1,503 facilities showed the following:

                                         •   None of the 50 facilities whose highest level of violation was at the level 1
                                             category during the first-year inspection repeated one or more of the same
                                             violations in the second inspection.
                                         •   Six percent of the 345 facilities whose highest level of violation was at the
                                             level 2 category during the first-year inspection repeated one or more of
                                             the same violations in the second inspection.
                                         •   Twelve percent of the 669 facilities whose highest level of violation was at
                                             the level 3 category during the first-year inspection repeated one or more
                                             of the same violations in the second inspection.

                                             Page 7                                             GAO/HEHS-97-25 FDA’s Mammography Inspections

Inconsistent Inspection   Our analysis of inspection results showed considerable state-by-state
Practices Could Lead to   variation in the degree to which facilities were cited for violations of MQSA
Underreporting of         standards.9 For example,14 states cited no facilities for level 1 violations,
                          while 6 states cited 5 to 12 percent of the facilities inspected for level 1
Violations                violations (see app. II for state-by-state results). We were unable to
                          determine the reason for these differences. It may be, for example, that
                          facilities in low-violation states really were much better at complying with
                          standards than facilities in high-violation states. Alternatively, the
                          differences may have been related to variations in the way inspectors
                          conducted their inspections. In the eight states in which we observed
                          inspections, we saw several differences in inspection practices that
                          affected the number of violations reported. The two main differences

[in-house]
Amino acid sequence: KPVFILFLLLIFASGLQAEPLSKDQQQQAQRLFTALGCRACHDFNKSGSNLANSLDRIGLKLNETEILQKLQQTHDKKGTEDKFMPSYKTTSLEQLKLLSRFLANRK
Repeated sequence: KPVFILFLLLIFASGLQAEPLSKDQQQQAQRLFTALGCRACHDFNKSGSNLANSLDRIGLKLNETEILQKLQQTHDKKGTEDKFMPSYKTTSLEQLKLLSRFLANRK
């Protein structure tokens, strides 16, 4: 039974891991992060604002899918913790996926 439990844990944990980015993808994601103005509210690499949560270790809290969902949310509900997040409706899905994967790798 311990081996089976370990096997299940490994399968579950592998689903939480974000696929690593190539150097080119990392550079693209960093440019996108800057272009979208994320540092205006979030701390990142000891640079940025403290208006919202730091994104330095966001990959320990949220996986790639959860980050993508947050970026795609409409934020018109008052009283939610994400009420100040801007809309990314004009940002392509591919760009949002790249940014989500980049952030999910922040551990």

First, inspectors’ adherence to time limits for resolving problems of
                          missing documents was inconsistent. FDA’s current procedures allow
                          inspectors to delay submitting their inspection reports for 5 to 30 days in
                          order to resolve problems of missing documents. This delay is intended to
                          avoid citing facilities for not having certain records available on site. For
                          example, when a facility claims that its personnel meet MQSA qualification
                          requirements but does not have the required documentation at hand, FDA
                          guidelines instruct inspectors to either delay the transmission of the
                          inspection report or note the “claimed items” in the inspection record.
                          These open items are to be resolved within 30 days, at which time the
                          inspection report is to be finalized. However, we found hundreds of cases
                          in the inspection report database that contained open items longer than 30
                          days—many for over 6 months.10 Several inspectors we interviewed said
                          they were not aware of the 30-day limit for resolving pending items. On the
                          other hand, inspectors in two states we visited said they would not wait
                          more than 5 days under any circumstances before submitting a report that
                          a facility was in violation. Thus, a facility in one state might be reported as
                          being in violation, while a facility with the same problem in another state
                          would not. These differences may have resulted in inconsistent reporting
                          of violations; moreover, these inconsistencies make it difficult to
                          determine the full effect of the inspection process.

                          Second, while FDA’s policy is to cite facilities for all violations even if
                          problems are corrected on the spot, we found that inspectors do not

                           We based this analysis on the 9,186 first-year inspections because there were more first-year than
                          second-year inspections conducted at the time we performed our analysis and also because the
                          first-year inspections represented a broader distribution among all 50 states.
                              In November 1996, FDA told us it was in the process of investigating and resolving these open items.

                          Page 8                                          GAO/HEHS-97-25 FDA’s Mammography Inspections